UN tribunal jails war criminal for 45 years
By Richard Norton-Taylor
LONDON: A former commander of Croatian forces in Bosnia was sentenced last Friday to 45 years in jail -- the longest prison term handed out by the UN war crimes tribunal and the first verdict against a senior military officer in the former Yugoslavia.
Gen. Tihomir Blaskic, 39, who led Croat troops in central Bosnia during the war, was found guilty on 20 counts, including crimes against humanity, grave breaches of the Geneva convention and violations of the laws or customs of war.
As a snub to the tribunal, he was promoted to general in the Croatian army after his indictment at the war crimes tribunal in the Hague was announced in 1995.
But in a highly significant judgment, the court said Blaskic was implementing policies formulated at the highest levels of the Croatian government, thereby formally ruling that the fighting between Croats and Muslims in Bosnia was an international conflict.
"The Republic of Croatia did not content itself with merely remaining a spectator on the sidelines or even seek simply to protect its borders," the tribunal said. "It intervened in the conflict, pitting Muslims and Croats of central Bosnia against each other."
Blaskic was responsible for a rampage by Bosnian Croat defense forces across the Lasva river valley which left hundreds of Muslims dead and forced thousands more to flee the area.
He ordered the murder of more than 100 men, women, and children, and emptied the Bosnian village of Ahmici of every one of its Muslim inhabitants before torching their homes in April 1993.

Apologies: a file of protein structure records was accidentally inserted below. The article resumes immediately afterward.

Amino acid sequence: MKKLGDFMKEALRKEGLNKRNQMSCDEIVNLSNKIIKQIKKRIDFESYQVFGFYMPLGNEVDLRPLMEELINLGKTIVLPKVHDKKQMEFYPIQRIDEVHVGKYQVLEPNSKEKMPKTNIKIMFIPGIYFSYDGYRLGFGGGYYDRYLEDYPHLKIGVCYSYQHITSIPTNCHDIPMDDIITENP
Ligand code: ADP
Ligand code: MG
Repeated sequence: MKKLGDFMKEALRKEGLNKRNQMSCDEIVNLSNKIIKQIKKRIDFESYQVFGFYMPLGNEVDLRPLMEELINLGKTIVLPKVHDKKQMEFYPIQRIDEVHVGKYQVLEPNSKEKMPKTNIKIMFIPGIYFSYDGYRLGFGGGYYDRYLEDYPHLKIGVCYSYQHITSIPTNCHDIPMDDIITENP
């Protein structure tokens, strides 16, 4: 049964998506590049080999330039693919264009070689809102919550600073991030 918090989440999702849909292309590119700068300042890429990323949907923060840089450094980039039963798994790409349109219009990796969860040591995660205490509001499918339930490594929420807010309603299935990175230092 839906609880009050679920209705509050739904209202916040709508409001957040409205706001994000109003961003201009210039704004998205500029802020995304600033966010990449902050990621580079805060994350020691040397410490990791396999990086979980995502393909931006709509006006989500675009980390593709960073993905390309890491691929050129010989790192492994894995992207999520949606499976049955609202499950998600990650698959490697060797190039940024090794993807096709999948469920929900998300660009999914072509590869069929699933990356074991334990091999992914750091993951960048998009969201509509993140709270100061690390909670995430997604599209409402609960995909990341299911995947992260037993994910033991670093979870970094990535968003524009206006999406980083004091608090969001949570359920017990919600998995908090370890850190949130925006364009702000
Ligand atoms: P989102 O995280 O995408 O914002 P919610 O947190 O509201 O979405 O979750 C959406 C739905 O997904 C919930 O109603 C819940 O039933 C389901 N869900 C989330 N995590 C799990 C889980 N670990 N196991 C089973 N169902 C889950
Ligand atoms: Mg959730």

Though Blaskic was not charged with killing Muslims by his own hand, he was found guilty of failing to prevent war crimes and to punish the perpetrators.
"The crimes you committed, General Tihomir Blaskic, are extremely serious," the French presiding judge, Claude Jorda told him. "The acts of war ... the villages reduced to rubble, the houses and stables set on fire and destroyed, the people forced to abandon their homes, the lost and broken lives are unacceptable."
The indictment accused him of systematic attacks on cities and villages, destruction of homes and mosques, forcible transfer of civilians, taking hostages and using them as human shields.
The verdict ended a 25-month trial in which 158 witnesses produced more than 3,000 pages of evidence. It was only the eighth in the seven-year history of the Hague tribunal.
Blaskic's wife, Ratka, collapsed and was carried sobbing from the court after hearing the sentence. Blaskic himself appeared calm.
His defense counsel, Russell Hayman, said he was "surprised and disappointed" at the ruling and said Blaskic intended to appeal. "This is not a just verdict," he said.
The prosecution spokesman, Paul Risley, said the verdict marked an important, new, powerful phase for the tribunal. "We will no longer be forced to concentrate on the small fish who carried out the crimes. We can focus on the most senior individuals who orchestrated the crimes, commanded units or attempted to cover the crimes committed. This is a remarkable day for the tribunal," he said.
Col. Bob Stewart, who led British UN troops into Ahmici after it was burned and was a key witness at the trial, applauded the verdict. "We were pretty sure he was responsible for controlling the soldiers ... You can't call yourself a commander unless you take responsibility for soldiers that committed atrocities," he said.
Goran Granic, the Croatian deputy prime minister, said the sentence was too harsh.
The Bosnian government cautiously welcomed the verdict, but insisted that more of the alleged masterminds of the massacres need to be brought to justice.
-- Guardian News Service